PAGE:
Stress Signs in Dogs

Learning to read the subtle signs of body language

© Stacy Braslau-Schneck, CPDT

Six things to look for to check a dog’s stress level or discomfort, or concern

1. Overall body: Stillness, especially changing from generally soft “loosy-goosy” movement; change in respiration rate (usually faster, shallower breaths).

2. Mouth: Stress yawns (yawning when not tired); tongue flicks (“lizard tongue”) or lip-licking when food is not involved; Going from a relaxed open mouth to a concentrating closed mouth.

3. Eyes: Hard or cold eyes – “he gets that look in his eyes”; contrast with soft, warm “puppy dog eyes”; whites of eyes showing; brows wrinkling.

4. Ears: Ears pinned back, tight, or “pinched”.

5. Tail: Change in the way the tail is carried - how high, low, or tucked the tail base is; change in rate of wagging.

6. Gaze: Turning away from what is bothering him; a further signal is looking intently at what is bothering him; a red flag is looking intently at the face of the person bothering him.

Keep in mind that all of these should be compared to your dog’s baseline or normal demeanor. A greyhound who normally carries his ears low on the head might look more stressed than a collie’s, but he can still pin them further when alarmed; a basset’s ears won’t look the same pinned back while a German shepherd’s ears should be obvious.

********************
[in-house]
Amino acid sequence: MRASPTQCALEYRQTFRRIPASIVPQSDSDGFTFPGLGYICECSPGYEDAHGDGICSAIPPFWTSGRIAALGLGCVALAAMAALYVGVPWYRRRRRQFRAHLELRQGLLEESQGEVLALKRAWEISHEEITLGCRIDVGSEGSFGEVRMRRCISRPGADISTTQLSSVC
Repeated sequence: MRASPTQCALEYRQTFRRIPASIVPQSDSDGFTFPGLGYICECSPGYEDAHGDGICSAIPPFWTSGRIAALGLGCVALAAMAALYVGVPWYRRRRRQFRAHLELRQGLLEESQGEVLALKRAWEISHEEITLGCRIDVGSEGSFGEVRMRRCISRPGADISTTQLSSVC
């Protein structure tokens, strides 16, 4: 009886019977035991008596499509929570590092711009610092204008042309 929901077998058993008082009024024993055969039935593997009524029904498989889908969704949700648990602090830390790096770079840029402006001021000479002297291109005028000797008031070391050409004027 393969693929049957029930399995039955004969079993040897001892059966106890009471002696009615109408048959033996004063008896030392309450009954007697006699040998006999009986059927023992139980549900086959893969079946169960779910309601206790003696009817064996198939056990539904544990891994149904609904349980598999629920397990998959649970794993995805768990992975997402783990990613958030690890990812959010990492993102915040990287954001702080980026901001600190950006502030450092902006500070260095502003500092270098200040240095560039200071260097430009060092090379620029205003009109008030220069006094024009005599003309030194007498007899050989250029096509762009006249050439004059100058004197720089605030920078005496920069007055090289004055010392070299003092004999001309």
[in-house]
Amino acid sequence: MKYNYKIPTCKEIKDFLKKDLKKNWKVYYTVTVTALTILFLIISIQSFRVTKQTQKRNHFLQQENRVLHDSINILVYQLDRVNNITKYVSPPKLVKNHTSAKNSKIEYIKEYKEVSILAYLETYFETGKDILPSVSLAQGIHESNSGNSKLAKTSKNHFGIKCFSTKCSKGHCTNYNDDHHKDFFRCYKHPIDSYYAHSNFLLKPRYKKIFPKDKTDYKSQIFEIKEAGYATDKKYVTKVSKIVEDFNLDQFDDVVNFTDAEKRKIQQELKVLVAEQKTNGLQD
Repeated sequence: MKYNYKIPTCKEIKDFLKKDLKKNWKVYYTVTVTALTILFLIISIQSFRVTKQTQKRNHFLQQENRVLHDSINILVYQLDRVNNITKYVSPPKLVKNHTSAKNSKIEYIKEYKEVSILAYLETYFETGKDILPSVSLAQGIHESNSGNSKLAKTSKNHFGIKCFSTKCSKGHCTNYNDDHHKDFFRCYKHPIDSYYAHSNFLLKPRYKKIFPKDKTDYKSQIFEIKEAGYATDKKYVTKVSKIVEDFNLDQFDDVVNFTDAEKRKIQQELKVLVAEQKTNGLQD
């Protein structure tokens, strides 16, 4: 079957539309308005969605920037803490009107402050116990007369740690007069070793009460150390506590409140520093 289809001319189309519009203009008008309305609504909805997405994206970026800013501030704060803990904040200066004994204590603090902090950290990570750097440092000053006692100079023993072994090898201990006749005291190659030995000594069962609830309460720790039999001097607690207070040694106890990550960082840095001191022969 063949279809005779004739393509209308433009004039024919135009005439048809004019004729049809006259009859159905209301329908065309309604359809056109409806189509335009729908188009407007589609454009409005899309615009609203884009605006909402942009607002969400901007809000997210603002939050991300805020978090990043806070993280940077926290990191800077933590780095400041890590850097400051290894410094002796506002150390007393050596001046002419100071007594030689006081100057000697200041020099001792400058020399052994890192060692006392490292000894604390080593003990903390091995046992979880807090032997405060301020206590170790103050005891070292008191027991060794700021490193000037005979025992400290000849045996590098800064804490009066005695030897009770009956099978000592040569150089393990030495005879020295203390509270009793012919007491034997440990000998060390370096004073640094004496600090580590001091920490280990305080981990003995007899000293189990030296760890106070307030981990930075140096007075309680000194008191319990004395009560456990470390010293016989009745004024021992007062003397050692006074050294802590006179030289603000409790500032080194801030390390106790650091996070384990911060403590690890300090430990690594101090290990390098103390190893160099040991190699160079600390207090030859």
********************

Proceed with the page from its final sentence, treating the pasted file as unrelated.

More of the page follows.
These are signs of stress, distress, or discomfort. They are not “red flags” and they should not themselves be treated as a problem. They should be read as the dog saying “I’m not comfortable with this” or “this concerns me” or “I’m worried”. Take note of the immediate situation and the bigger picture – if the dog is in an environment that he is known to be touchy about (near his food bowl, or the bed, or the front door); or if you are seeing a lot these signs of stress – and take the opportunity to change something to avoid pushing your dog further.

Remember, dogs don’t lie about their feelings, but sometimes they convey them so subtly that we don’t recognize what they’re trying to say until they’re pushed to the point of growling, snapping, or even biting.

See the Body Language pages for more information.

Last Updated September 18, 2010 by Stacy Braslau-Schneck.

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